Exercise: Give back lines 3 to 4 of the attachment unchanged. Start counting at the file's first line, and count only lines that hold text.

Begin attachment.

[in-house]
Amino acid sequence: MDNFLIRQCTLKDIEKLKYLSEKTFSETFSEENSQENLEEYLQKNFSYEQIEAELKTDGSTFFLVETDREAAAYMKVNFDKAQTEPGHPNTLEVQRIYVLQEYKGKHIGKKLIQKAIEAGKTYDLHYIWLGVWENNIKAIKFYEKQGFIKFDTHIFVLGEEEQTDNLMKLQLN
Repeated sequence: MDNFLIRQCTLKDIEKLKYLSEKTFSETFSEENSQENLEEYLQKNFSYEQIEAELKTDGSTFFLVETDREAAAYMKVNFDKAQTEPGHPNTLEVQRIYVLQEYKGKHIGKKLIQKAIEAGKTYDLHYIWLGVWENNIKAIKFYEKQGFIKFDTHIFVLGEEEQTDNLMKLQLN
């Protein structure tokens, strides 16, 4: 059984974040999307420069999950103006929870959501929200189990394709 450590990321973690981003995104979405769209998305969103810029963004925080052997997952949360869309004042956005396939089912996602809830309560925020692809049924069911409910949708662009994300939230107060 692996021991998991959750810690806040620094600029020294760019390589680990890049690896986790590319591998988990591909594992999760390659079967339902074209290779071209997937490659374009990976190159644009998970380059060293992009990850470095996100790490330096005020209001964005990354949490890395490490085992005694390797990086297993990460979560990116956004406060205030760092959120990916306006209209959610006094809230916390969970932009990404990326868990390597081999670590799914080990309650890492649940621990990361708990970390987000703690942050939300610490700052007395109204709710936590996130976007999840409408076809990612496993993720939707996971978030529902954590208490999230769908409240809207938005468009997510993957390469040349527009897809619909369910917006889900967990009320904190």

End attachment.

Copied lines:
Repeated sequence: MDNFLIRQCTLKDIEKLKYLSEKTFSETFSEENSQENLEEYLQKNFSYEQIEAELKTDGSTFFLVETDREAAAYMKVNFDKAQTEPGHPNTLEVQRIYVLQEYKGKHIGKKLIQKAIEAGKTYDLHYIWLGVWENNIKAIKFYEKQGFIKFDTHIFVLGEEEQTDNLMKLQLN
């Protein structure tokens, strides 16, 4: 059984974040999307420069999950103006929870959501929200189990394709 450590990321973690981003995104979405769209998305969103810029963004925080052997997952949360869309004042956005396939089912996602809830309560925020692809049924069911409910949708662009994300939230107060 692996021991998991959750810690806040620094600029020294760019390589680990890049690896986790590319591998988990591909594992999760390659079967339902074209290779071209997937490659374009990976190159644009998970380059060293992009990850470095996100790490330096005020209001964005990354949490890395490490085992005694390797990086297993990460979560990116956004406060205030760092959120990916306006209209959610006094809230916390969970932009990404990326868990390597081999670590799914080990309650890492649940621990990361708990970390987000703690942050939300610490700052007395109204709710936590996130976007999840409408076809990612496993993720939707996971978030529902954590208490999230769908409240809207938005468009997510993957390469040349527009897809619909369910917006889900967990009320904190």